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Tom Finger, Ph.D.

Professor and Vice-Chair

Tom Finger Anschutz Cell Developmental Biology
 Ph.D. — Massachusetts Institute of Technology, 1975
 Rocky Mountain Taste and Smell Center

Graduate Program Affiliations:

Development and Organization of the Chemical Senses

The chemical senses, including taste, smell and trigeminal sensitivity, play an important role in social and ingestive activities of all animals. A major emphasis in my laboratory is on questions concerning the development and organization of these systems in several vertebrate models. Three major areas are under investigation at present: 1) morphology and function of solitary chemosensory cells (see Finger et al. PNAS 2003) in protection of the airways and gut, 2) the cellular organization and development of taste buds (see Finger et al, Science 2005, and 3) regulation of feeding behavior by taste and other oropharyngeal chemoreceptors.

Finger Lab -- Figure 1

Nasal solitary chemosensory cells (green) innervated by trigeminal nerve fibers (red).

Solitary Chemosensory Receptor Cells are situated in the respiratory epithelium of the nasal cavity and make contact with sensory fibers of the trigeminal nerve. These chemoreceptor cells utilize diverse receptor mechanisms to detect noxious substances in the incoming airstream and elicit protective reflexes such as sneezing, coughing or cessation of inspiration (apnea). We are investigating how these cells differentiate from epithelial basal cells and how they detect the presence of noxious substances.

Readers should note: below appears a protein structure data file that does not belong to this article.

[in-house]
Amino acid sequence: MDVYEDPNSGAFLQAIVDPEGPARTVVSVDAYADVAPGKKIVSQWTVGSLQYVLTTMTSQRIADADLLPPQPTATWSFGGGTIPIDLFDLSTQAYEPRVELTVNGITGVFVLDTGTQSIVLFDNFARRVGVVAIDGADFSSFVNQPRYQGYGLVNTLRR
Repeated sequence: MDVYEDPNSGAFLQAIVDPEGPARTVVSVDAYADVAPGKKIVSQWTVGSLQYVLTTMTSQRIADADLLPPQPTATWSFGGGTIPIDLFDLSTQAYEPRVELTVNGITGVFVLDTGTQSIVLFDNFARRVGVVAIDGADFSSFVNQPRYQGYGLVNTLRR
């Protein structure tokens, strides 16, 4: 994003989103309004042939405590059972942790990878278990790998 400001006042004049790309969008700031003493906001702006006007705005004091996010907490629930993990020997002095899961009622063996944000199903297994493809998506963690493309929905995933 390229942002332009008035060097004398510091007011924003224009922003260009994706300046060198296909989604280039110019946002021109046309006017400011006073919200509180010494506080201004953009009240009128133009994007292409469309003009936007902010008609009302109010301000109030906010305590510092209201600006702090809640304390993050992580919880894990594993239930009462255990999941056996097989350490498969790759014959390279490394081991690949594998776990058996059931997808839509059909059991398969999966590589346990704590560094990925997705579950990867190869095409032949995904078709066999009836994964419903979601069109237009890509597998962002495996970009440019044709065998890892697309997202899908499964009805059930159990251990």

Taste buds consist of short, neuroepithelial receptor cells embedded in gustatory epithelia, e.g. of the tongue, palate and larynx. We have ​shown that taste buds consist of 3 distinct differentiated cell types each serving a distinct function (Yee et al., 2001; Bartel et al, 2006). Our lineage analysis in transgenic mice, shows that taste buds arise from local epithelium and originate from a handful of epithelial progenitors (Stone et al. 1995). Our current experiments examine the role of each type of cell in detection of different taste qualities.

Finger Lab -- Figure 2

Taste buds comprise 3 distinct cell types, each with a different function.

Feeding behavior is regulated largely by gustatory cues in many vertebrates. In order for a potential foodstuff to be swallowed, it must trigger an appetitive gustatory cue. Taste buds release ATP to activate the gustatory nerves and genetic elimination of ATP receptors (P2X2 and P2X3) on the gustatory nerves results in a mouse unable to taste anything (Finger et al 2005). Yet these animals maintain normal weight and can still react when they ingest certain substances. We are investigating the role of taste and non-taste chemoreceptors in the oropharynx and gut in regulation of food intake in these “tasteless” mice (Hallock et al, 2009).

We also use non-mammalian models to study central processing and transmission of taste information. Goldfish have evolved an elaborate specialization of the pharynx that is involved in sorting food from substrate (Lamb & Finger 1995; Sharp & Finger, 2002). The neuronal machinery involved in this behavior is situated in an easily accessible, laminated structure of the hindbrain. This organization is conducive to in vitro slice physiology and pharmacology as well as to in Ca++ imaging studies on synaptic transmission (Ikenaga et al. 2009).